From Oracle Database 12c Release 2 onwards there's a public API call to create SQL patches using DBMS_SQLDIAG.CREATE_SQL_PATCH. If you're using this release you should check out this post too.
In the last post, I showed how you can use the BIND_AWARE hint to skip the monitoring phase of adaptive cursor sharing. If you have a packaged application, you might be wondering how you can use this hint if you can't edit a query directly. In this post I'll who you how to do just that, for any hint (or set of hints). In order to do this, we will create a SQL patch for a query. We haven't said much, if anything, about SQL patches here on the blog before. A SQL patch is a SQL manageability object that can be generated by the SQL Repair Advisor, in order to circumvent a plan which causes a failure. In essence, a SQL patch tells the optimizer to change the plan in some way or avoid an optimization so that the failure does not occur. For instance, if a failure happens during index access, then generating a plan without that index (or without any index) may work around the failure. You can read more about this in the documentation here.
What we don't tell you in the documentation is that you can create your own SQL patch, which will tell the optimizer to use a set of hints when it optimizes a particular query. You can use this trick to essentially insert hints into a query whose text you cannot edit. You can do this with the function dbms_sqldiag_internal.i_create_patch. This function lets you specify a query text and a set of hints to apply to the query. I'll start with an example using the same query from the BIND_AWARE hint post.
Recall from the last post, we saw that if we ran the query without the BIND_AWARE hint, the first child cursor to be generated would not be bind aware. But with the BIND_AWARE hint, we get a bind-aware child cursor from the start:
Now let's create the patch for this query. The hint that we want to apply is simply "BIND_AWARE".
And then see what happens when we run the original query, without the hint.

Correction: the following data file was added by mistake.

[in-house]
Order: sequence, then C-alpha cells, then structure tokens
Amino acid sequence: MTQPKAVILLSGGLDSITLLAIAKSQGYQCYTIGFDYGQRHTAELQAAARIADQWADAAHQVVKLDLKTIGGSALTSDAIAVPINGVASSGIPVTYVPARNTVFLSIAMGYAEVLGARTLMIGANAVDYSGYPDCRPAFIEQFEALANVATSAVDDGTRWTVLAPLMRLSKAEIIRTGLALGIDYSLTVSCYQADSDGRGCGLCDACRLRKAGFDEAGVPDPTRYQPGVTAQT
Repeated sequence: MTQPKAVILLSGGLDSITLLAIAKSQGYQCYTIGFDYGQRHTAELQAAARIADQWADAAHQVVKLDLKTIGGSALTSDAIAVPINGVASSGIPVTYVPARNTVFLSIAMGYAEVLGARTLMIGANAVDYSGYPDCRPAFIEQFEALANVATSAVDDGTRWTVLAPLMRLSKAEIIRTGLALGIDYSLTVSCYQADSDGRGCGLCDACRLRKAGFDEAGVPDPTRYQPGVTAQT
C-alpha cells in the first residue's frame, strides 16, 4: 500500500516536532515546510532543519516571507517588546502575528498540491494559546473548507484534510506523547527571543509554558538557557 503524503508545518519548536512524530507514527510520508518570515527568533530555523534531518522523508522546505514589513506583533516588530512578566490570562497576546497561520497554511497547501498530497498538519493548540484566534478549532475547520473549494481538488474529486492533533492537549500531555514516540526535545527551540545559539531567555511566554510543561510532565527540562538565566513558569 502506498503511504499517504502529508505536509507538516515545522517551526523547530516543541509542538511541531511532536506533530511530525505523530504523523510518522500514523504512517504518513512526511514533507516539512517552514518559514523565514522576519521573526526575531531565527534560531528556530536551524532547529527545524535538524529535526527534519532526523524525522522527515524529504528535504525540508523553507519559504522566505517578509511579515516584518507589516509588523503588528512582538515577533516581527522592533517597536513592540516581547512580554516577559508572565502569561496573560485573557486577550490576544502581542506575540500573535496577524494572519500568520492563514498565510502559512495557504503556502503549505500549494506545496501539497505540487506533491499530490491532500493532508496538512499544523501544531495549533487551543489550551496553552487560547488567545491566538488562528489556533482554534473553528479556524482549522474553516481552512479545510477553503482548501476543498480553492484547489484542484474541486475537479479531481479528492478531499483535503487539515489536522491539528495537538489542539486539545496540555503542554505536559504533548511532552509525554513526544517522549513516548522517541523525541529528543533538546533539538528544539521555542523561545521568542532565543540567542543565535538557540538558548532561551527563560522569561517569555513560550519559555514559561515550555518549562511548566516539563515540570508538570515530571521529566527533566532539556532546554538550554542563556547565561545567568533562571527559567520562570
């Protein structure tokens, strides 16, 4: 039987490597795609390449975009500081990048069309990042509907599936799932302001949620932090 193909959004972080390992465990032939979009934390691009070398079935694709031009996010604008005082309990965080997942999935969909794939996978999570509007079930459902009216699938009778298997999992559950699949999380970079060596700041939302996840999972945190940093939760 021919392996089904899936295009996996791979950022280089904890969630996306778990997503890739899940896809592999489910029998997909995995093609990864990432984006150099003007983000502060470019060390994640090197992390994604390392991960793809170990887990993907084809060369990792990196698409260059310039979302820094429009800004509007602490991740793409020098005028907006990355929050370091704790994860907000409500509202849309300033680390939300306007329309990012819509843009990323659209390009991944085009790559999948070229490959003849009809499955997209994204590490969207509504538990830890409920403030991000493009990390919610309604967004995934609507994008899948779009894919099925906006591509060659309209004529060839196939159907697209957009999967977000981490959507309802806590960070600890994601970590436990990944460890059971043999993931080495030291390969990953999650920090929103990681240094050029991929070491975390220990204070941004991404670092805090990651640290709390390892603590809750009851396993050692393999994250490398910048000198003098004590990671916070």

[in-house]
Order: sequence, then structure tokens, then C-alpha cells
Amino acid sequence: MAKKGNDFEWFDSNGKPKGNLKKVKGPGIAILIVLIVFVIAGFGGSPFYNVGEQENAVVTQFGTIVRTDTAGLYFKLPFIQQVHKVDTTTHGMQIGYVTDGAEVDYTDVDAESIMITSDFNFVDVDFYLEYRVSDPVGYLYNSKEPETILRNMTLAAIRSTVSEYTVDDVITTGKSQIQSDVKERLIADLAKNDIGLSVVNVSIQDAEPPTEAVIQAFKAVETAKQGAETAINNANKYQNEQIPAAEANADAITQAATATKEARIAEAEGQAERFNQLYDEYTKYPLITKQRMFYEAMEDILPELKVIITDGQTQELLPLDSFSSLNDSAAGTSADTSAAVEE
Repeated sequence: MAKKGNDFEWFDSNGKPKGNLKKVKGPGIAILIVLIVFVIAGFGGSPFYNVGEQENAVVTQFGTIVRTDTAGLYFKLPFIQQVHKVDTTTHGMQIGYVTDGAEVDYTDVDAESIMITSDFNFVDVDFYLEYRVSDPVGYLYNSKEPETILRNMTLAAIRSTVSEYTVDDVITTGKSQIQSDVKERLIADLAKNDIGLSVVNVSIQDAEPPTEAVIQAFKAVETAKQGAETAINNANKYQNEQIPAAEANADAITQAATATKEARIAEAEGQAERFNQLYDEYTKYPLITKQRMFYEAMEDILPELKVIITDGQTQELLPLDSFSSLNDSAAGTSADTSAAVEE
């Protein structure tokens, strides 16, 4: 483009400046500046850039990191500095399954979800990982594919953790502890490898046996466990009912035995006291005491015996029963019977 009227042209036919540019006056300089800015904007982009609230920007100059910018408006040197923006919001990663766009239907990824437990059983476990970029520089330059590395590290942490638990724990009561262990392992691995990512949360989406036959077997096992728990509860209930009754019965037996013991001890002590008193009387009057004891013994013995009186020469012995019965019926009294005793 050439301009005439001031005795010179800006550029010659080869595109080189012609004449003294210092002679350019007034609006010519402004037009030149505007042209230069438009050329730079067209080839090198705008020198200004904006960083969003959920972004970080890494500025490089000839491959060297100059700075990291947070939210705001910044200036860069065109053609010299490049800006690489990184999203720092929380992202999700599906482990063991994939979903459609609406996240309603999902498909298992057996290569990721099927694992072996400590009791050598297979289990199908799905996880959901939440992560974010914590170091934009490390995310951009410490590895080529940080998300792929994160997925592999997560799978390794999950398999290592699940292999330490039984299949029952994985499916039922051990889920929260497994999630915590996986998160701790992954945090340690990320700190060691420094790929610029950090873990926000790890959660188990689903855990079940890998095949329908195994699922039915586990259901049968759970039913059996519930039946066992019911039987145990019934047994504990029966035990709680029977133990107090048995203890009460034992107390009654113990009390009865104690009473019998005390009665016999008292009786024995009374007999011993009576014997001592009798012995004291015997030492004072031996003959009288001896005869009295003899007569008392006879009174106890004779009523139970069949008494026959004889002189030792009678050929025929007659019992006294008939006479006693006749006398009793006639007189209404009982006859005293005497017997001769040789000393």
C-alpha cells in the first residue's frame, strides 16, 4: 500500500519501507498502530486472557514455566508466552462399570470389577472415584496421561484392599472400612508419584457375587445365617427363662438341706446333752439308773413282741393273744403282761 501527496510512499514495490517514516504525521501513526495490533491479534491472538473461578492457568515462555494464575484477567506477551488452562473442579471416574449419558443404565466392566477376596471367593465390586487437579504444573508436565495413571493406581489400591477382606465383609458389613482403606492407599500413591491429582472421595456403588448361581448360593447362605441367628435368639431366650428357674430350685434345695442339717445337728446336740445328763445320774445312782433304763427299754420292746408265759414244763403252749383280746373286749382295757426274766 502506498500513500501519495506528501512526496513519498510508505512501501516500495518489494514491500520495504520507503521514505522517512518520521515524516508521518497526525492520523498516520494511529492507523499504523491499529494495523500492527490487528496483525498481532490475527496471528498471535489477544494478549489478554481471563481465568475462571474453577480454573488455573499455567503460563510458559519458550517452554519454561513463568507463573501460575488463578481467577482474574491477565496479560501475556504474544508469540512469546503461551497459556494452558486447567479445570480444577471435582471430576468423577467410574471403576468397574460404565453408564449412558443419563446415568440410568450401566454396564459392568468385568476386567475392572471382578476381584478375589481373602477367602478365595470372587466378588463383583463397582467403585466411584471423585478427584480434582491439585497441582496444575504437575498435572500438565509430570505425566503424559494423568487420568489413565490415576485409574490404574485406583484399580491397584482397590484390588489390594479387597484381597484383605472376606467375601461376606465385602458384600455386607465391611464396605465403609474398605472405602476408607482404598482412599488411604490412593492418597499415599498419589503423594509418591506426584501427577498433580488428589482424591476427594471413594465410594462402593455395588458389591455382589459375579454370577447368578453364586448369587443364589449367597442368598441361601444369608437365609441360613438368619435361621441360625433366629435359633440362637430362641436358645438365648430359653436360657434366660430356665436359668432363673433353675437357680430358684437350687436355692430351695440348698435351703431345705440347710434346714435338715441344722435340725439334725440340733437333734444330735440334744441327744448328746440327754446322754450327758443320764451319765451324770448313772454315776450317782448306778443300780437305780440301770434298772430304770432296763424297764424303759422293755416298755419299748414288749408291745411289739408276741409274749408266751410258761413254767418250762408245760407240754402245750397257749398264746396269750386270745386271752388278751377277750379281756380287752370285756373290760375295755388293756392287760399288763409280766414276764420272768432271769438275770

I cleared the cursor cache before that last step, to make it easier to read. If I hadn't done that, you should still see a new cursor, due to STB_OBJECT_MISMATCH.
The BIND_AWARE hint is pretty simple, but you can use all kinds of hint text with this function. The hint text just needs to work at the top level of the query. So, for instance, if you want to hint an access path inside of a view, you can use global query block names to do this. Consider this query, which picks a full table scan by default:
Let's say for some crazy reason you want to use an index instead. If you wanted to hint the query with global query block names, it would look like this:
So if you want to create a patch for this query instead, you would use that same hint text:
And now if we run the query or use explain plan to generate the plan, we pick the index:
And we even include a note in the plan that tells you that the SQL patch was used.
So now you have enough rope to hang yourself. As you may have noticed, we generally aren't proponents of hinting your queries; we've talked about some of the perils of hints here before. But we know there are legitimate cases where you need to add hints, and now you can do this even with a packaged application in which you cannot edit the queries directly.
You can get a copy of the script I used to generate this post here.